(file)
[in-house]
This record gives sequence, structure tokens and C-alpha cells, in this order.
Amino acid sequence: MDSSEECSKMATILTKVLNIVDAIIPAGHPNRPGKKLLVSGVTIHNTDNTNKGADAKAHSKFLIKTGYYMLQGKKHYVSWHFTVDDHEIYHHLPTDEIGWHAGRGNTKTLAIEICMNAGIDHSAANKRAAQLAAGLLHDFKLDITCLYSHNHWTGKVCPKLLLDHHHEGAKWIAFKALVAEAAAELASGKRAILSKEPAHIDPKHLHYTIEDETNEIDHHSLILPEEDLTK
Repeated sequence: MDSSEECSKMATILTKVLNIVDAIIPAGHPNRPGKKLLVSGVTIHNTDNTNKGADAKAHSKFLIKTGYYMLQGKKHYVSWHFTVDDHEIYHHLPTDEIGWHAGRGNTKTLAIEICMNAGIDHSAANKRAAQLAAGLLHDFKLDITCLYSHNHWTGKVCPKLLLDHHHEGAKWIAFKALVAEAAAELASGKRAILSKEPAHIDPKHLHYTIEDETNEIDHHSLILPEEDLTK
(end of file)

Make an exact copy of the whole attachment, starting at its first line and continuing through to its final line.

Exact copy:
[in-house]
This record gives sequence, structure tokens and C-alpha cells, in this order.
Amino acid sequence: MDSSEECSKMATILTKVLNIVDAIIPAGHPNRPGKKLLVSGVTIHNTDNTNKGADAKAHSKFLIKTGYYMLQGKKHYVSWHFTVDDHEIYHHLPTDEIGWHAGRGNTKTLAIEICMNAGIDHSAANKRAAQLAAGLLHDFKLDITCLYSHNHWTGKVCPKLLLDHHHEGAKWIAFKALVAEAAAELASGKRAILSKEPAHIDPKHLHYTIEDETNEIDHHSLILPEEDLTK
Repeated sequence: MDSSEECSKMATILTKVLNIVDAIIPAGHPNRPGKKLLVSGVTIHNTDNTNKGADAKAHSKFLIKTGYYMLQGKKHYVSWHFTVDDHEIYHHLPTDEIGWHAGRGNTKTLAIEICMNAGIDHSAANKRAAQLAAGLLHDFKLDITCLYSHNHWTGKVCPKLLLDHHHEGAKWIAFKALVAEAAAELASGKRAILSKEPAHIDPKHLHYTIEDETNEIDHHSLILPEEDLTK